MIT Symphony Orchestra plans Russian celebration Dec. 9


Alexey Shabalin, assistant conductor of the MIT Symphony Orchestra (MITSO), will make his debut conducting the ensemble in a night of all-Russian music inspired by the Russian poet Aleksandr Pushkin and featuring award-winning baritone Anton Belov.

The Dec. 9 program will be Shabalin's first opportunity to conduct the orchestra since coming to MIT seven years ago. For the past three years he has served as the orchestra's assistant conductor.

Shabalin, who graduated from the Moscow Conservatory in 1995, toured the world as a concert violinist with the Moscow Soloists Chamber Orchestra before coming to MIT.

Shabalin will conduct the orchestra in five works, including Tchaikovsky's Symphony No. 4 and Georgy Sviridov's "The Blizzard." He said he is eager to conduct the performance because "for many years, Tchaikovsky symphonies have not been played by MITSO."

"The Blizzard," the most contemporary piece on the program, is considered a lasting testament to the romantic writings of Pushkin. It is "almost never performed in the U.S.," Shabalin said.

Belov, the Moscow-born baritone soloist, will perform three arias: Onegin's aria, from Tchaikovsky's opera "Eugene Onegin"; Yeletsky's aria, from Tchaikovsky's "The Queen of Spades"; and Aleko's cavatina, an aria from Rachmoninov's "Aleko."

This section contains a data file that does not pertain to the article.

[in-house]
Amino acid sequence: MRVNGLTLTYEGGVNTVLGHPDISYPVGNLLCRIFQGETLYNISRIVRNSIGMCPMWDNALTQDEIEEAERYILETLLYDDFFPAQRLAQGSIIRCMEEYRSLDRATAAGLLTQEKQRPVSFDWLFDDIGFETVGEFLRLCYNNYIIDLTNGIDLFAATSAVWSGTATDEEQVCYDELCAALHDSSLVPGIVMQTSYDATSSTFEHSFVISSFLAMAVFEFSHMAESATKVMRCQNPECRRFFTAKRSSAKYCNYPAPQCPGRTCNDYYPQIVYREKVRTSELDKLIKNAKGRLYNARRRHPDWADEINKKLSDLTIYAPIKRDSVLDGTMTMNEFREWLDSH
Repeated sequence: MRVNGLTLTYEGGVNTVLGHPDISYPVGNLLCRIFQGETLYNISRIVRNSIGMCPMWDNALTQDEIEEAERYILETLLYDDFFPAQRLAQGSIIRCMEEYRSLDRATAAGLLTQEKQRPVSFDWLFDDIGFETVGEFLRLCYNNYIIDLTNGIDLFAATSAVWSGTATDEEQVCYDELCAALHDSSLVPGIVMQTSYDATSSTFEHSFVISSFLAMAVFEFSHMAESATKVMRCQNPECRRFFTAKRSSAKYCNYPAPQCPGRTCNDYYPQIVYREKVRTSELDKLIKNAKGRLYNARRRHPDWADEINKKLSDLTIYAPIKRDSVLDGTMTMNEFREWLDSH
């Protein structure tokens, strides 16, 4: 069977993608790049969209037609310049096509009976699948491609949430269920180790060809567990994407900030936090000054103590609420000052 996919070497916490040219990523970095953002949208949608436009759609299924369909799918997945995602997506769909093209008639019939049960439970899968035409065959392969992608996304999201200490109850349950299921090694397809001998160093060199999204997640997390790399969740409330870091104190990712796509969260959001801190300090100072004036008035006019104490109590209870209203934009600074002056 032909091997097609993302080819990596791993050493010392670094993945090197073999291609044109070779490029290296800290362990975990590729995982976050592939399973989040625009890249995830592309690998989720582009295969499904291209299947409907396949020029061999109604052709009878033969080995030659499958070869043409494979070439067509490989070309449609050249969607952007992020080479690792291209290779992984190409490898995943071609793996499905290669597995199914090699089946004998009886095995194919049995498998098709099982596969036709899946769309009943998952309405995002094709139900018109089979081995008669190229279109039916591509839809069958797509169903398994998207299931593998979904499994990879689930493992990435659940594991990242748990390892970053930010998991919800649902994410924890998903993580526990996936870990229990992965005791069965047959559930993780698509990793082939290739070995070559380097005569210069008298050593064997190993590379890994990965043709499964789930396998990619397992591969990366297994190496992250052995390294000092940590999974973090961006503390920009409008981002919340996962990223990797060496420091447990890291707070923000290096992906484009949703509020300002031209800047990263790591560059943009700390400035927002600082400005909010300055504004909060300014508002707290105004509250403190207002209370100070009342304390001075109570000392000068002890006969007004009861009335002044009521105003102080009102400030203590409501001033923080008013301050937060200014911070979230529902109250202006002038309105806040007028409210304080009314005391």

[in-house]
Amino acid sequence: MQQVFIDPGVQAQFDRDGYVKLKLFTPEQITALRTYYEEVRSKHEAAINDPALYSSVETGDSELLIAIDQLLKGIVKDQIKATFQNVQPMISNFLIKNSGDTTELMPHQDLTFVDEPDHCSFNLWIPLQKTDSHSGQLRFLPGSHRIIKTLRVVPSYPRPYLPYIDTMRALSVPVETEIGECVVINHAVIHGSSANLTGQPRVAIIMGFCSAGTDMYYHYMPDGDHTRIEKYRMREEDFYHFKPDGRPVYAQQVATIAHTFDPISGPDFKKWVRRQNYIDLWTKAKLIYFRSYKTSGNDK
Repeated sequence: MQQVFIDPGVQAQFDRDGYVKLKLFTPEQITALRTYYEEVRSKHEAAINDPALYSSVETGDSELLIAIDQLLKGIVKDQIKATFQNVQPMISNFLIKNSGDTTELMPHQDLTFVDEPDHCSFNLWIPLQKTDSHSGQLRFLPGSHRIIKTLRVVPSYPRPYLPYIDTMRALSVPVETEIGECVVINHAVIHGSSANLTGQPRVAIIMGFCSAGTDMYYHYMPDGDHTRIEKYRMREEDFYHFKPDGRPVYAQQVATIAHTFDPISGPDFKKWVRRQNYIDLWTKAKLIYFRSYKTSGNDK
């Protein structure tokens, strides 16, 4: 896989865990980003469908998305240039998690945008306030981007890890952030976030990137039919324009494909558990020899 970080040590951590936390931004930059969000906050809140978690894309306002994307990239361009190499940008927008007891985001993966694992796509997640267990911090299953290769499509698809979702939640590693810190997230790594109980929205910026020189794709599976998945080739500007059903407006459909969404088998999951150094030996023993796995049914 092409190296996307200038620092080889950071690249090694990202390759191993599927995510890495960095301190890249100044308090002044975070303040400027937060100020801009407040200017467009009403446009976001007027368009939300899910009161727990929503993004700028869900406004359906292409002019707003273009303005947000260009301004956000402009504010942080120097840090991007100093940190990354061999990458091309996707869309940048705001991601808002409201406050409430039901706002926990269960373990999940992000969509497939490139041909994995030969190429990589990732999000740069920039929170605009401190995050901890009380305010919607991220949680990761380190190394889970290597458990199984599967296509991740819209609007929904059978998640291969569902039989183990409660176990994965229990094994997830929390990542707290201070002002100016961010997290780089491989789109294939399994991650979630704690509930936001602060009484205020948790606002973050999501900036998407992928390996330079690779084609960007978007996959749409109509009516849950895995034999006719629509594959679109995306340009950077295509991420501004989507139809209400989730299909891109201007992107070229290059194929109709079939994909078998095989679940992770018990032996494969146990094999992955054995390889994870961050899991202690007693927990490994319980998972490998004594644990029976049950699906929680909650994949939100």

Belov, who holds a bachelor's degree in music from the New England Conservatory and an artist's diploma and master's degree in music from the Juilliard School, is no stranger to the stage or the music he will be performing with MITSO. Belov sang the title role in "Eugene Onegin" at the Juilliard Opera Center in 2002. This will, however, be his first time performing at MIT with MITSO.

The inspirations for both "Eugene Onegin" and "The Queen of Spades" came from stories of the same names written by Pushkin, and the pieces are full of the intense romanticism, tragedy and drama present in Pushkin's literary works.

Pushkin's narrative poem "The Gypsies," a tale of love and murder, inspired Rachmoninov's "Aleko," and will contribute to the overall tone of the evening.

While the music itself will no doubt touch the audience, Shabalin said the members of MITSO will also benefit from this concert. "I know the students will enjoy playing these emotional pieces," Shabalin said.

The concert begins at 8 p.m. at Kresge Auditorium. Free tickets are available in Lobby 10 and Room 4-243 the week of the concert or they can be purchased for $5 at the door. For more information, call x3-2826.

A version of this article appeared in MIT Tech Talk on December 7, 2005 (download PDF).


Topics: Music technology, Arts

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